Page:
Residence Rules For many purposes, including comparisons with the 2010 census and with the annual population estimates, it is critical to conduct research to understand the implementation of the 2-month residence concept in the ACS and its effects on estimates for geographic areas and population groups. Experiments should be included in the ACS methods panels to determine how respondents interpret the 2-month residence rule in deciding whom to include and not include on the questionnaire and how their responses differ when they are asked to apply the census usual residence rule (see Recommendation 4-6). Such research could identify needed changes to question wording and instructions for reporting residence that would make reporting more consistent with the rules. The Census Bureau plans—and the panel supports—a program of annual methods panels, so that there should be little additional cost of the recommended research.
Estimates of Change A major focus for many data users in using the ACS is to examine estimates of change—from the preceding year, from the last census—for geographic areas and population groups of interest. The ACS provides successive 1-year and (once the necessary data are accumulated) 3-year and 5-year period estimates, but not direct estimates of change. As discussed in Chapters 3 and 6, using period estimates to track trends over time, particularly the 3-year and 5-year estimates, is not straightforward and the interpretation may often be unclear. Users will need specific, detailed guidance on how to work with the period estimates for time-trend analyses if they are not to be frustrated in their use of the ACS.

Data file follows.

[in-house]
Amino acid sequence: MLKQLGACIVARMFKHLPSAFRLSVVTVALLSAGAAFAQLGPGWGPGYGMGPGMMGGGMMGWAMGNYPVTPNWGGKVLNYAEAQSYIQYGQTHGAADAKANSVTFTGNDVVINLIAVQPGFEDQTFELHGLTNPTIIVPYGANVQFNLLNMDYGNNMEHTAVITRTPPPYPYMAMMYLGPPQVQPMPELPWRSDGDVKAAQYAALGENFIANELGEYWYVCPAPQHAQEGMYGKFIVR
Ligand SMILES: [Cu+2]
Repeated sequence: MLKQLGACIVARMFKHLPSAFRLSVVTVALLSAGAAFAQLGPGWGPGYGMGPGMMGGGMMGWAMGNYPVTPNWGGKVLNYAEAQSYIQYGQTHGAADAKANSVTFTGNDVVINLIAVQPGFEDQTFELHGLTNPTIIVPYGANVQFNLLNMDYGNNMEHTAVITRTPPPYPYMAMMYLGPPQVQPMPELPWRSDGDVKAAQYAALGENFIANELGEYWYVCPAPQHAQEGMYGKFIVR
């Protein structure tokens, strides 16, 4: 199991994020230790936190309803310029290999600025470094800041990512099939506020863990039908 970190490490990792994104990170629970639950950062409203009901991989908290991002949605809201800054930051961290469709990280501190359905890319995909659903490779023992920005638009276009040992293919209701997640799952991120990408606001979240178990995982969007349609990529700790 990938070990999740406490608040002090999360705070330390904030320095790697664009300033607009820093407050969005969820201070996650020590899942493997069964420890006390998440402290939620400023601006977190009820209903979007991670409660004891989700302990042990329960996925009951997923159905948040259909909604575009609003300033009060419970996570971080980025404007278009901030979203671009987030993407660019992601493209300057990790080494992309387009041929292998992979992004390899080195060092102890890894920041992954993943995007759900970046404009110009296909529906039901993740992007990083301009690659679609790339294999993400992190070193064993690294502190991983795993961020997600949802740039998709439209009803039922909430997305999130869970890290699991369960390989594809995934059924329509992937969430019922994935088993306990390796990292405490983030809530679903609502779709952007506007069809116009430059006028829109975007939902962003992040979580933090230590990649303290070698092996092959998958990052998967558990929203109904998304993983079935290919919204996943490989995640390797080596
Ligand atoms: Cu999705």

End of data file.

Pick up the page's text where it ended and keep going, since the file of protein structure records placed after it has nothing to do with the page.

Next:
Comparisons with Other Data Sources It is important that the Census Bureau periodically compare selected ACS estimates with the corresponding estimates from other surveys and administrative records—for example, comparing ACS estimates of income and employment with those from the CPS and the IRS Statistics of Income, or comparing ACS estimates of housing characteristics with those from the American Housing Survey and administrative records. The Census Bureau established a precedent for this kind of work when it performed a large number of aggregate comparisons between estimates from the Census 2000 Supplementary Survey and the 2000 long-form sample; these comparisons helped establish the validity of the ACS (see Section 2-B).
It is often difficult to develop valid comparisons given that data sources differ in details of definitions, data collection operations, and other features. Moreover, analysts cannot assume that a particular comparison source is a gold standard of truth, as all data sets contain errors. Nonetheless, when well executed, aggregate comparisons can document differences in estimates and suggest reasons for differences. In turn, these findings can stimulate further research on which data source—the ACS or another—appears to be